Graded on a Curve:
Tiziano Popoli,
Burn the Night / Bruciare la Notte: Original Recordings, 1983–1989

There has been a recent upswing of attention paid to late 20th century global pop, particularly from Japan, and its varying intersections with the art music impulse. Folks swayed by these motions should make an appointment with Burn the Night / Bruciare la Notte: Original Recordings, 1983–1989, which anthologizes selections from the scores, soundtracks and commissions of Italian composer Tiziano Popoli. With liner notes by Bradford Bailey, it’s out now on 2LP, CD and digital from RVNG Intl.’s subsidiary Freedom to Spend. On behalf of Popoli, a portion of the release’s proceeds will benefit Greenpeace.

It’s additionally of note that Freedom to Spend is offering their double vinyl in a limited bundle with a 7-inch featuring two unreleased archival tracks, cuts this writer has not heard. Copies of this bundle are still available, but the opportunity to grab a PDF of an original Tiziano Popoli DX7 patch bank, which contained instructions on how to download and then use the custom sounds that shaped the music on Burn the Night / Bruciare la Notte, has unfortunately passed, as it was available only through physical preorders.

As stated up top, in combining the pop and avant-garde aesthetics of the 1980s, composer Tiziano Popoli was far from alone, but he undertook the endeavor with such sincerity that his music has withstood the test of time remarkably well while being thoroughly of its time. Specifically, Popoli utilized the Yamaha DX7 synthesizer, which emerged in 1983, as he created patterns on a Roland TR-909 drum machine and ran them through the DX7 via MIDI protocol.

Hence the enticement of that preorder patch bank. But the meat of the matter is the pieces collected on Burn the Night / Bruciare la Notte, 14 tracks (not including that 7-inch) which are consistently rewarding, partly due to his embracement of ’80s tech sidestepping ill-advised maneuvers and bypassing elements that have subsequently become overplayed (a nice way of saying Popoli avoided the clichéd).

To elaborate, as these compositions unwind, it becomes clear that the intent was above and beyond merely crafting art-tinged pop songs, and immediately so in the wiggling, stuttering repetition of the set’s brief opener “Twist.” While Popoli can be fairly assessed as an instrumental composer, the integration of sampled and looped speech, as in “Twist” and its following piece “Svelf,” productively complicates the designation.

The three tracks that document Popoli recruiting actual singers stymies a tidy summary of his work even further, as “Iunu-Wenimo,” the first of two tracks featuring noted Italian falsetto Marco “Cigaro” Cigarini, travels into territory one could describe as techno-pop, though the whole is too wonderfully strange to have lucked into any ’80s chart action.

But it’s Burn the Night / Bruciare la Notte’s finale, “Night Flight—Prozession,” also with Cigarini, that eventually (after an opening passage of almost collage-like verité) morphs into a sort of emotionally chilly art-wave, near to something heard circa ’84 in some Euro basement speakeasy. “Blues Padani” also engages with pop structure, but the singing of Donatella Bartolomei gets assimilated into the weave in a manner that’s unusual (it’s mentioned that the vocals here are sampled), but not abrasive.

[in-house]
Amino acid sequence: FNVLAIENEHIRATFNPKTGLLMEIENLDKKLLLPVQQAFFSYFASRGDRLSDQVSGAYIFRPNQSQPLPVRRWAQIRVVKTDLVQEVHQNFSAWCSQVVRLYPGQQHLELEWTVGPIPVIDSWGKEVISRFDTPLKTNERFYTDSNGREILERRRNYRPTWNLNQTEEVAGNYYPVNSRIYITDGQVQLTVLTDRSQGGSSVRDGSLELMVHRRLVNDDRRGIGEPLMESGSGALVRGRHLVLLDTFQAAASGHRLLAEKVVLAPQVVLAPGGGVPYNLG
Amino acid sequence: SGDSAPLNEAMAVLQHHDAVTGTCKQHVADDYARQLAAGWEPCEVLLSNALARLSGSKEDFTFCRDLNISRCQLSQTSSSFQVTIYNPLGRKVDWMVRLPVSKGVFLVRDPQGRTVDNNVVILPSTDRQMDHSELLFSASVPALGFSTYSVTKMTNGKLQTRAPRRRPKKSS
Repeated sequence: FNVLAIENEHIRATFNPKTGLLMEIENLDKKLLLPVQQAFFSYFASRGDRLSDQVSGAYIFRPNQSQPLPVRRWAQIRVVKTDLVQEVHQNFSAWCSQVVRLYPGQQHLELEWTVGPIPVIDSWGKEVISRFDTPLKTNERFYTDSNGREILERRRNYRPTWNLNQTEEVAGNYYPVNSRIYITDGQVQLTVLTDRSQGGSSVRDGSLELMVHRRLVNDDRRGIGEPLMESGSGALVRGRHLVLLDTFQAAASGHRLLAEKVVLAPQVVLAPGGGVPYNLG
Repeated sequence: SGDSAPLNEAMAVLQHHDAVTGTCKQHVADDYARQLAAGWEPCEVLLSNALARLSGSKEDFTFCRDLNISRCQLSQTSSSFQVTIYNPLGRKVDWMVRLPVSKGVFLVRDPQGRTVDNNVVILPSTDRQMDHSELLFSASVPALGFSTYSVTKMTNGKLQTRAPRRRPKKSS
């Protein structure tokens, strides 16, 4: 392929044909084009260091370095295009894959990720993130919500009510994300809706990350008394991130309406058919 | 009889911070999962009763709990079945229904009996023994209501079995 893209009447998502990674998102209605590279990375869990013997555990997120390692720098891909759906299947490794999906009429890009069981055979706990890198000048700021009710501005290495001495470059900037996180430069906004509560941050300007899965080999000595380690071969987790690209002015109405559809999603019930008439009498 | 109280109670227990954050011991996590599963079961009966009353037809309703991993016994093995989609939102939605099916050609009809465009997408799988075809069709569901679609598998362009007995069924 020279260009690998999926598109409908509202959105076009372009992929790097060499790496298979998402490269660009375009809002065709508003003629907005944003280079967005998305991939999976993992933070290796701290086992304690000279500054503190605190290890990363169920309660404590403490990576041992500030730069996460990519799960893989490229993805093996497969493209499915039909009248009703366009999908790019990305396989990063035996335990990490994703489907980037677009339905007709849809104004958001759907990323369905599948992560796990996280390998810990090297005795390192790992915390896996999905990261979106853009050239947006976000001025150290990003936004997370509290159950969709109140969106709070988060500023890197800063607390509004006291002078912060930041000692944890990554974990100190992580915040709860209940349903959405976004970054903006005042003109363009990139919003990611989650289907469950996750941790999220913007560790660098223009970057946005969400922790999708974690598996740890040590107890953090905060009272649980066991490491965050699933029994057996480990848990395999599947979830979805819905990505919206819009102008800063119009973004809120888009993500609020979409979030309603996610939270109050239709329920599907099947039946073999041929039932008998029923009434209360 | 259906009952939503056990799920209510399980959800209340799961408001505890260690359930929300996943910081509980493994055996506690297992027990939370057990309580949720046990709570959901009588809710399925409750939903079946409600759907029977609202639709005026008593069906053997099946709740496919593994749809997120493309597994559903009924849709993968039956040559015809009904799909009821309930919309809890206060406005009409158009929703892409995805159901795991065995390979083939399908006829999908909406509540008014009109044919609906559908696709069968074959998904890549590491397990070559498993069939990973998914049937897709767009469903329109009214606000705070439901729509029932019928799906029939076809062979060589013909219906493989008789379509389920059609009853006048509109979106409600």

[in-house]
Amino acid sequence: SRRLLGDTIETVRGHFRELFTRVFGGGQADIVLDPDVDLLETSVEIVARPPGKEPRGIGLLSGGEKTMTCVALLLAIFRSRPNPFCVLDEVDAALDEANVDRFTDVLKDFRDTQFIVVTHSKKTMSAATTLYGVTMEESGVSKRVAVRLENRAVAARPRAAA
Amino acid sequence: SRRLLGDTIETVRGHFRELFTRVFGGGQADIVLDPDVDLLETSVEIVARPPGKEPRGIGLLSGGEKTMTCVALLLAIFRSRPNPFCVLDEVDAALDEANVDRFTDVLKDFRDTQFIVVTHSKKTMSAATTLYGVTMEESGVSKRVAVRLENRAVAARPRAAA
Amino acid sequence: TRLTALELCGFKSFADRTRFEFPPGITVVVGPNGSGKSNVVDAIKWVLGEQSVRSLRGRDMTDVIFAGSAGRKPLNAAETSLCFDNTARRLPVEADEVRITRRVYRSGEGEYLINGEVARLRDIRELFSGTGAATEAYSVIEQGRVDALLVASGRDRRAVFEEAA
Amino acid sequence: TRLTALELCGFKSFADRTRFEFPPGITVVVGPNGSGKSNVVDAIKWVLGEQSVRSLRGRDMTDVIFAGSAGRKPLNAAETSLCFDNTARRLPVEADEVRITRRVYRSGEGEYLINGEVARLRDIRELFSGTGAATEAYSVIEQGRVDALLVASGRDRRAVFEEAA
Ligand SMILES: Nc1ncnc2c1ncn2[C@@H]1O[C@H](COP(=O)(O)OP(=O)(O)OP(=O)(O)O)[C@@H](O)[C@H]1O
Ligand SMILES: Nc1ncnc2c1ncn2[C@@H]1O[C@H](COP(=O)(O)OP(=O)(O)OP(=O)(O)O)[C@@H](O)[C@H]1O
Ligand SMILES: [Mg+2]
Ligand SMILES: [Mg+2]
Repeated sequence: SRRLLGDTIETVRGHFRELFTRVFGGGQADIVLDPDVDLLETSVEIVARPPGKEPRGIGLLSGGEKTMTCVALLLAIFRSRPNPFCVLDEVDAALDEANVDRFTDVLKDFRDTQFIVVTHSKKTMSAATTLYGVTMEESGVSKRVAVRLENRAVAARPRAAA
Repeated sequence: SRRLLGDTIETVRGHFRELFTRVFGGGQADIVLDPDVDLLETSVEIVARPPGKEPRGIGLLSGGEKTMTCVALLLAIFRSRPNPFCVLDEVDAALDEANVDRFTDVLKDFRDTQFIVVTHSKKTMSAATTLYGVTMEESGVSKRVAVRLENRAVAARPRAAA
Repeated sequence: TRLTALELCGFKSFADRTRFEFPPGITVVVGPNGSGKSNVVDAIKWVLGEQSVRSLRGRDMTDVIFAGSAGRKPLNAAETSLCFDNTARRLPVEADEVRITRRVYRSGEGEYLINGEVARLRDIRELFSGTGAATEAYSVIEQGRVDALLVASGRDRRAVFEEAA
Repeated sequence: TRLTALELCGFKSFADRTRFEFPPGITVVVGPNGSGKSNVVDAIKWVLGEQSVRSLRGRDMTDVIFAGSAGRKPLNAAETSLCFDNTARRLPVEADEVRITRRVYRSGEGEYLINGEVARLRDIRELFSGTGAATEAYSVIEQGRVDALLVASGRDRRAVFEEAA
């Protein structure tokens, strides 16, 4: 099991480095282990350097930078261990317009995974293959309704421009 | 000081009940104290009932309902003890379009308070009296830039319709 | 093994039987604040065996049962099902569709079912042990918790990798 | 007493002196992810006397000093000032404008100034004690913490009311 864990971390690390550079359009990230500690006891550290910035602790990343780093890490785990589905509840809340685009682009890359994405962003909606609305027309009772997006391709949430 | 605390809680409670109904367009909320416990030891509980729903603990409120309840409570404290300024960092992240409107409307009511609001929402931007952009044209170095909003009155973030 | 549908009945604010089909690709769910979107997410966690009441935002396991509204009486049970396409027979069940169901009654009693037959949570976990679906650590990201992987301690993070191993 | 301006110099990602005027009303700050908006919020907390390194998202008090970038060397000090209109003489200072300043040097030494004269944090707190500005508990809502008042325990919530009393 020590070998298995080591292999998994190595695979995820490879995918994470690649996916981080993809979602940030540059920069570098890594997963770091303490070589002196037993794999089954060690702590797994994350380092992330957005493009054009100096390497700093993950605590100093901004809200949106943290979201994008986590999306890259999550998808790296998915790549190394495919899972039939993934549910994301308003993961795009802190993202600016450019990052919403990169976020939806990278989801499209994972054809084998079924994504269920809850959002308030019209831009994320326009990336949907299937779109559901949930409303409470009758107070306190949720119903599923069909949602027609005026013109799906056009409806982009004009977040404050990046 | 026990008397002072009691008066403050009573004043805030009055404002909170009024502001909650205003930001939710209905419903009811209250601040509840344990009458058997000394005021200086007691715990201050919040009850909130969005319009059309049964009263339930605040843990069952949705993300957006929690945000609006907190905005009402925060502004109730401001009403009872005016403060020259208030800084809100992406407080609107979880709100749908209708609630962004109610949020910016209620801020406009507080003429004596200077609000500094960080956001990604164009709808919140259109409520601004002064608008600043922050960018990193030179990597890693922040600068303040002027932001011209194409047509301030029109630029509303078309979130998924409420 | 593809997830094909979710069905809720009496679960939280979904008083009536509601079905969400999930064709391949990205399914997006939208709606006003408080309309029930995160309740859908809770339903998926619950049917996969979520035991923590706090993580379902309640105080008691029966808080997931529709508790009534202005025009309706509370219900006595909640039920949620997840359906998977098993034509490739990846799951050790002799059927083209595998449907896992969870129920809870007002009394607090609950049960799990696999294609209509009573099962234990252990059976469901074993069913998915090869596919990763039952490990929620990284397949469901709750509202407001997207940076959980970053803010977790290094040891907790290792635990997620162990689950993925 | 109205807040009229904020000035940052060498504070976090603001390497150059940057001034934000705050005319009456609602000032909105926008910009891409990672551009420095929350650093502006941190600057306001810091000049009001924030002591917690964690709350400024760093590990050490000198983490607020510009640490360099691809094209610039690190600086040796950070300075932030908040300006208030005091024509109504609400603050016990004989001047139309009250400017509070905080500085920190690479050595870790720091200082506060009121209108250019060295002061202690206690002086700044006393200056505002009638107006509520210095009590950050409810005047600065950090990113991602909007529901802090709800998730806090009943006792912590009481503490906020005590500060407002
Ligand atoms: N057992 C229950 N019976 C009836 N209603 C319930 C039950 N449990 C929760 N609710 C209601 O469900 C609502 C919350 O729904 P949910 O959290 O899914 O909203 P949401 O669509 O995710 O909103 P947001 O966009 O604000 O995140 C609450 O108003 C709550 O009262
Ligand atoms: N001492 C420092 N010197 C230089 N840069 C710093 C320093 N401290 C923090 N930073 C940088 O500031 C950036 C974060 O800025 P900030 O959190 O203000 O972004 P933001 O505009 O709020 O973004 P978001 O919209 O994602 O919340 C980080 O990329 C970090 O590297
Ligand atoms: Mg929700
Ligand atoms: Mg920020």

The track also has organ tones that are reminiscent of Terry Riley, an element that’s also prevalent, along with the aura of ’70s NYC Minimalism in general, in “Minimal Dance N. 1,” though it’s really in the album’s 15-minute centerpiece “Mimetico Erettile” that Popoli’s affinity for the music of Reich, Glass, and Riley is most fully apparent, and is such while underscoring his individualism as a composer.

“Mimetico Erettile” progresses in a manner that highlights Popoli’s work on soundtracks, as it’s easy to imagine the sounds accompanying extended stretches of wordless activity. And it’s surely no accident that Burn the Night / Bruciare la Notte’s longest track is followed by its shortest, the 42-second slice of brittle pop-classical pomp “Canzone Canina.”

While the impact of the Downtown NY scene is audible throughout Burn the Night / Bruciare la Notte, in the strings at the start of “Bruciare La Notte” (for one example) and also in the mallet rhythm patterns of “A Simple Drawing” (for another), the flavor of Minimalism is never overwhelming, as Freedom to Spend has highlighted how Popoli was part of a vanguard of Italian composers that included Franco Battiato, Lino Capra Vaccina, and Giusto Pio.

Again, sampled sounds are frequent, heard in “Bruciare La Notte” and “A Simple Drawing” and hitting their apex in “L’amour Fou,” while instrumentally, “Se Son Rose Fioriranno” oozes mild similarities to the Neue Deutsche Welle. Meanwhile, “A Simple Drawing” and “Il Fantasma” exude retrofuturist vibes as “Una Libbra Di Cielo” conjures up a Ralph Records atmosphere.

In anthologizing the unreleased work of Tiziano Popoli, the tracks shaping Burn the Night / Bruciare la Notte: Original Recordings, 1983–1989 really flow as a coherent album statement. This is no small achievement. Listeners attuned to Light in the Attic’s Japan Archival Series, the work of Craig Leon and Freedom to Spend and RVNG Intl.’s prior releases should fine much to enjoy here.

GRADED ON A CURVE:
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